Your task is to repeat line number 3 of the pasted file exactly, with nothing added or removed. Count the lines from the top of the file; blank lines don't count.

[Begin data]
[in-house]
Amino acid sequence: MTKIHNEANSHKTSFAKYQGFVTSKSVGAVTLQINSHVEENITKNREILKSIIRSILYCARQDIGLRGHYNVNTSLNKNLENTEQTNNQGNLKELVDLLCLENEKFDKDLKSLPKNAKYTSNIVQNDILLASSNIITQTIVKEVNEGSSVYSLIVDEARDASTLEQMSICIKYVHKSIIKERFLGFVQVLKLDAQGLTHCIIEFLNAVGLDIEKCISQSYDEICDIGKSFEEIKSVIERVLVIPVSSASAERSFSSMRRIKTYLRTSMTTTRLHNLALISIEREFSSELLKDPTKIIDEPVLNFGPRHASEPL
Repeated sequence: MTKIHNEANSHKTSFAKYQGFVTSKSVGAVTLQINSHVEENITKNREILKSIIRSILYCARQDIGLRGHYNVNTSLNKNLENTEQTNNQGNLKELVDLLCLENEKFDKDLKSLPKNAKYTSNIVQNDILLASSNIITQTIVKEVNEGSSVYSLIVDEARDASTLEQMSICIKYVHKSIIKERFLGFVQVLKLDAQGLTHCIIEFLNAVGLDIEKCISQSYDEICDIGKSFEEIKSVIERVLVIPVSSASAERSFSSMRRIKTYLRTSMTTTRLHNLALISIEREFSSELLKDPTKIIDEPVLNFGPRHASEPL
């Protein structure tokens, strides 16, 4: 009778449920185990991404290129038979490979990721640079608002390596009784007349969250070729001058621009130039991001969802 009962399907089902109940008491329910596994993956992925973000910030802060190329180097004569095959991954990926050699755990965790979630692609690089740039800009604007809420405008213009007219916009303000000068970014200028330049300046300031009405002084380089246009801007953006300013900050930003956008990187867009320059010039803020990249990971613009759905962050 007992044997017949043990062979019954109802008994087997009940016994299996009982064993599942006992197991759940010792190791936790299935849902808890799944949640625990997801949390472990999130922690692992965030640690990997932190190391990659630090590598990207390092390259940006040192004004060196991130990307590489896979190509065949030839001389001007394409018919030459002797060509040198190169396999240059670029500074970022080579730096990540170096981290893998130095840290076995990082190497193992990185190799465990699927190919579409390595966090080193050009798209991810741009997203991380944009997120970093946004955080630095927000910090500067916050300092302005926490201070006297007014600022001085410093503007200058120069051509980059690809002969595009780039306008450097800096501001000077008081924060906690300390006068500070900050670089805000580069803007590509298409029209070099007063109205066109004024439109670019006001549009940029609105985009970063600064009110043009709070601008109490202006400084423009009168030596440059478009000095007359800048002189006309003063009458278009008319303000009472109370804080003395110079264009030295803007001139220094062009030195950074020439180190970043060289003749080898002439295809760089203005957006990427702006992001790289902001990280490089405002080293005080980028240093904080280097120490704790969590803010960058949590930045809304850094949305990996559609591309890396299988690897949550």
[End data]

Repeated sequence: MTKIHNEANSHKTSFAKYQGFVTSKSVGAVTLQINSHVEENITKNREILKSIIRSILYCARQDIGLRGHYNVNTSLNKNLENTEQTNNQGNLKELVDLLCLENEKFDKDLKSLPKNAKYTSNIVQNDILLASSNIITQTIVKEVNEGSSVYSLIVDEARDASTLEQMSICIKYVHKSIIKERFLGFVQVLKLDAQGLTHCIIEFLNAVGLDIEKCISQSYDEICDIGKSFEEIKSVIERVLVIPVSSASAERSFSSMRRIKTYLRTSMTTTRLHNLALISIEREFSSELLKDPTKIIDEPVLNFGPRHASEPL